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What's in a name? That which we call Counselling

Updated: Nov 10, 2023

We take paracetamol for headaches, eat when we need food, sleep when we are tired and see a doctor when we are unwell. Why can't we see counselling the same way?

Living in an emotion-dismissing society, it is unfortunate that there is a lot of stigma around counselling, mental struggles and psychiatric disorders. Such stigma leads to discrimination, harassment, bullying, social rejection and worse. All of this can make people reluctant to get help and delay doing so. This needs to stop. To assume we understand what others are going through and to compare their experiences to our own - that is hubris.

Nobody can save you but yourself, and you’re worth saving. It’s a war not easily won but if anything is worth winning then this is it. Charles Bukowski

What is Counselling?

Counselling can only happen if the person seeking help, the client, wants it to happen.

Counselling is fundamentally based on conversation and it is a provision of time and space characterized by following features, which are often not readily available in everyday life:

Affirmation and Permission to Be

Counselling gives a client a place to give a voice to aspects of his/her experience that might have previously been silenced. The counsellor focuses on helping the person articulate and express without fear of judgement. The act of seeking counselling is not, and should not, be viewed as an indicator of personal deficiency.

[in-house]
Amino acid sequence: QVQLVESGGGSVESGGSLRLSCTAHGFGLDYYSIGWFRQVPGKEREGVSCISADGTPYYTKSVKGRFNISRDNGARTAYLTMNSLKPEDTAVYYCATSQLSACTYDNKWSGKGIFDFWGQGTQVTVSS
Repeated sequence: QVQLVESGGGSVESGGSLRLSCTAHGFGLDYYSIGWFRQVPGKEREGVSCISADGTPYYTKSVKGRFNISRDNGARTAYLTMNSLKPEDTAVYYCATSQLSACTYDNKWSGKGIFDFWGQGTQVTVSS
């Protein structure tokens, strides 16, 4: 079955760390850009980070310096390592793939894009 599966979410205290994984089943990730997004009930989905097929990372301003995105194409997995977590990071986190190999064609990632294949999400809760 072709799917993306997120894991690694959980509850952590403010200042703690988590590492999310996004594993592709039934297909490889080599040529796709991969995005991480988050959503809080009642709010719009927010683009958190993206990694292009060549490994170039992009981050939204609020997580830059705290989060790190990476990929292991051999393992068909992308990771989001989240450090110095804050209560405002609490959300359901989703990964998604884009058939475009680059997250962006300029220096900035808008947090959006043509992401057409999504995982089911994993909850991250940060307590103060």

Confidentiality and a Safe Space

Whatever is discussed in a counselling session is strictly confidential. The counsellor respects the client and provides a safe space for him/her.

Effectiveness of Counselling

Most clients look for fast and easy solutions to ease their emotional pains and turn to self-numbing distractions. For counselling to work, it takes conscious efforts from the client and it takes time. Depending on the client’s condition, it often takes about 6 to 8 sessions for them to start seeing and feeling a change.

That change can look like:

- An increased awareness on themselves and others, thinking and behavioural patterns

- A new understanding or perspective, or an acceptance on the problem or situation

- A healthier sense of self/relationship with self

- A consolidation of conflicting parts of self (past, present, future)

- Learning and unlearning certain mechanisms to handle triggers and emotionally-charged situations

Reach out for help. Because, you are worth it.



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